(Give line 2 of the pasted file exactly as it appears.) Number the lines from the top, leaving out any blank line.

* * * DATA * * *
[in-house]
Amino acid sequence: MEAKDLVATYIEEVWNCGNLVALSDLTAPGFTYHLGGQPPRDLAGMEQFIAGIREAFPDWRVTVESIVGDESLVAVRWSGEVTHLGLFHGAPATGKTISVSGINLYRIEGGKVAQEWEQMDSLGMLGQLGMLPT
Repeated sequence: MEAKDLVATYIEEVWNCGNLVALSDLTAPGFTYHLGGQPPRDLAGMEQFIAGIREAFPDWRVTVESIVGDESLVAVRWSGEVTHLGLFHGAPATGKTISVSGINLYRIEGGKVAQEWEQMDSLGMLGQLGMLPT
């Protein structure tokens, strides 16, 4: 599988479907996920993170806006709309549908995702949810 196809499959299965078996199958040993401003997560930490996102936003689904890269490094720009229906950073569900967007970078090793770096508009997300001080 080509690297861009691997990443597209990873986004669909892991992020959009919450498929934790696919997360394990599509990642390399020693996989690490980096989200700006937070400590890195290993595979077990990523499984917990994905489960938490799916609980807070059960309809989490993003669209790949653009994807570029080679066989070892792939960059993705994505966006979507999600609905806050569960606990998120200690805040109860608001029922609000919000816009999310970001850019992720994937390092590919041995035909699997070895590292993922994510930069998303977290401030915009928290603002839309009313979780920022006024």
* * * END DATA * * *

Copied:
Amino acid sequence: MEAKDLVATYIEEVWNCGNLVALSDLTAPGFTYHLGGQPPRDLAGMEQFIAGIREAFPDWRVTVESIVGDESLVAVRWSGEVTHLGLFHGAPATGKTISVSGINLYRIEGGKVAQEWEQMDSLGMLGQLGMLPT